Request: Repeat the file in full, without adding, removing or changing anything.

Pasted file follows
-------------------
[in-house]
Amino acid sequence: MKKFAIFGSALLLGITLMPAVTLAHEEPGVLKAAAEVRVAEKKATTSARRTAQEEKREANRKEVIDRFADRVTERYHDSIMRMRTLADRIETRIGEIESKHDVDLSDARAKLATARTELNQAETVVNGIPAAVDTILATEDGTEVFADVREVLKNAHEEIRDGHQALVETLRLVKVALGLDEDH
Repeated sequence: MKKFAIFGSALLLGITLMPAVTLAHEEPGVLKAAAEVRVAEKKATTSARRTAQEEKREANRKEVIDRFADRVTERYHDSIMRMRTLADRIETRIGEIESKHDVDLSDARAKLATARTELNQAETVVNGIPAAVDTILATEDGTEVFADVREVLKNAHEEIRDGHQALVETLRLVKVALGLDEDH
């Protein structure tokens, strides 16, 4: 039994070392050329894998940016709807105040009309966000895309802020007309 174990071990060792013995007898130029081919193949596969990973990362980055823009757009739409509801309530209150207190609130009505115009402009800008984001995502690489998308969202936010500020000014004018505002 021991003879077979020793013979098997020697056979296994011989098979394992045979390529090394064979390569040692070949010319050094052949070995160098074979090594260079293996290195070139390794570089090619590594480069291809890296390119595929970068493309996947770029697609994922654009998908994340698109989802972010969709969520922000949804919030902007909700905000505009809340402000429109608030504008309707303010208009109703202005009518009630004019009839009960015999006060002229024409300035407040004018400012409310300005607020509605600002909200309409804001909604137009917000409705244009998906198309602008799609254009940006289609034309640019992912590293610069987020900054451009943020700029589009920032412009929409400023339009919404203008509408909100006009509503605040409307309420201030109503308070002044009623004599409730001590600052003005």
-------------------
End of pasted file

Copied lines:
[in-house]
Amino acid sequence: MKKFAIFGSALLLGITLMPAVTLAHEEPGVLKAAAEVRVAEKKATTSARRTAQEEKREANRKEVIDRFADRVTERYHDSIMRMRTLADRIETRIGEIESKHDVDLSDARAKLATARTELNQAETVVNGIPAAVDTILATEDGTEVFADVREVLKNAHEEIRDGHQALVETLRLVKVALGLDEDH
Repeated sequence: MKKFAIFGSALLLGITLMPAVTLAHEEPGVLKAAAEVRVAEKKATTSARRTAQEEKREANRKEVIDRFADRVTERYHDSIMRMRTLADRIETRIGEIESKHDVDLSDARAKLATARTELNQAETVVNGIPAAVDTILATEDGTEVFADVREVLKNAHEEIRDGHQALVETLRLVKVALGLDEDH
């Protein structure tokens, strides 16, 4: 039994070392050329894998940016709807105040009309966000895309802020007309 174990071990060792013995007898130029081919193949596969990973990362980055823009757009739409509801309530209150207190609130009505115009402009800008984001995502690489998308969202936010500020000014004018505002 021991003879077979020793013979098997020697056979296994011989098979394992045979390529090394064979390569040692070949010319050094052949070995160098074979090594260079293996290195070139390794570089090619590594480069291809890296390119595929970068493309996947770029697609994922654009998908994340698109989802972010969709969520922000949804919030902007909700905000505009809340402000429109608030504008309707303010208009109703202005009518009630004019009839009960015999006060002229024409300035407040004018400012409310300005607020509605600002909200309409804001909604137009917000409705244009998906198309602008799609254009940006289609034309640019992912590293610069987020900054451009943020700029589009920032412009929409400023339009919404203008509408909100006009509503605040409307309420201030109503308070002044009623004599409730001590600052003005």